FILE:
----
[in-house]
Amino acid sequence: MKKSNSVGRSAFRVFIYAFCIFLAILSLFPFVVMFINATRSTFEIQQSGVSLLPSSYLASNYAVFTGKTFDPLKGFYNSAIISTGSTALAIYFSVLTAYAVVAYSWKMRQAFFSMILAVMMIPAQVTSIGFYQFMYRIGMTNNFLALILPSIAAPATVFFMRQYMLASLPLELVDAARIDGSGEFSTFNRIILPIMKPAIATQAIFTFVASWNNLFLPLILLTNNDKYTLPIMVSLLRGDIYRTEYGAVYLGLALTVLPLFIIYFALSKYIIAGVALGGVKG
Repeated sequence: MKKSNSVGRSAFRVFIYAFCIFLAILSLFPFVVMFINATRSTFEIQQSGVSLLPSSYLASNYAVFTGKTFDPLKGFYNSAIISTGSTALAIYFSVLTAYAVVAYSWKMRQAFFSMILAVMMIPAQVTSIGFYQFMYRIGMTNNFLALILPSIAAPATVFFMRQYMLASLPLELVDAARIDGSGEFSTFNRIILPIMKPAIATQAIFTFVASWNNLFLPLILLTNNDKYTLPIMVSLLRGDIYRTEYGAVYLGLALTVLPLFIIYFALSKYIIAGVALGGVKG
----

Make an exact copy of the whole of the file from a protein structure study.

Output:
[in-house]
Amino acid sequence: MKKSNSVGRSAFRVFIYAFCIFLAILSLFPFVVMFINATRSTFEIQQSGVSLLPSSYLASNYAVFTGKTFDPLKGFYNSAIISTGSTALAIYFSVLTAYAVVAYSWKMRQAFFSMILAVMMIPAQVTSIGFYQFMYRIGMTNNFLALILPSIAAPATVFFMRQYMLASLPLELVDAARIDGSGEFSTFNRIILPIMKPAIATQAIFTFVASWNNLFLPLILLTNNDKYTLPIMVSLLRGDIYRTEYGAVYLGLALTVLPLFIIYFALSKYIIAGVALGGVKG
Repeated sequence: MKKSNSVGRSAFRVFIYAFCIFLAILSLFPFVVMFINATRSTFEIQQSGVSLLPSSYLASNYAVFTGKTFDPLKGFYNSAIISTGSTALAIYFSVLTAYAVVAYSWKMRQAFFSMILAVMMIPAQVTSIGFYQFMYRIGMTNNFLALILPSIAAPATVFFMRQYMLASLPLELVDAARIDGSGEFSTFNRIILPIMKPAIATQAIFTFVASWNNLFLPLILLTNNDKYTLPIMVSLLRGDIYRTEYGAVYLGLALTVLPLFIIYFALSKYIIAGVALGGVKG